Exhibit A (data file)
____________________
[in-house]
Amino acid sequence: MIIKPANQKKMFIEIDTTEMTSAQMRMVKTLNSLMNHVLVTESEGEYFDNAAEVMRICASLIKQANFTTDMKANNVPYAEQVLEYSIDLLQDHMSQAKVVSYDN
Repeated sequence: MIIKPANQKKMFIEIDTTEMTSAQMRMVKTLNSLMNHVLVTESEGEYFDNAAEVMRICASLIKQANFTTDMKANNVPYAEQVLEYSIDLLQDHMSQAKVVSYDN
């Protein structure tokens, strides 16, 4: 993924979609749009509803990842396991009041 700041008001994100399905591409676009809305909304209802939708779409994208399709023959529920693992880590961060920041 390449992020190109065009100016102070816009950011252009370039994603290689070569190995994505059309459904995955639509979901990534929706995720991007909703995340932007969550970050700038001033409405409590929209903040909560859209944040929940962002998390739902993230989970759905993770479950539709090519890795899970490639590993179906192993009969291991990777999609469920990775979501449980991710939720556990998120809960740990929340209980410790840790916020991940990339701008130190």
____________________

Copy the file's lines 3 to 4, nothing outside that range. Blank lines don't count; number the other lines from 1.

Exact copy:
Repeated sequence: MIIKPANQKKMFIEIDTTEMTSAQMRMVKTLNSLMNHVLVTESEGEYFDNAAEVMRICASLIKQANFTTDMKANNVPYAEQVLEYSIDLLQDHMSQAKVVSYDN
């Protein structure tokens, strides 16, 4: 993924979609749009509803990842396991009041 700041008001994100399905591409676009809305909304209802939708779409994208399709023959529920693992880590961060920041 390449992020190109065009100016102070816009950011252009370039994603290689070569190995994505059309459904995955639509979901990534929706995720991007909703995340932007969550970050700038001033409405409590929209903040909560859209944040929940962002998390739902993230989970759905993770479950539709090519890795899970490639590993179906192993009969291991990777999609469920990775979501449980991710939720556990998120809960740990929340209980410790840790916020991940990339701008130190």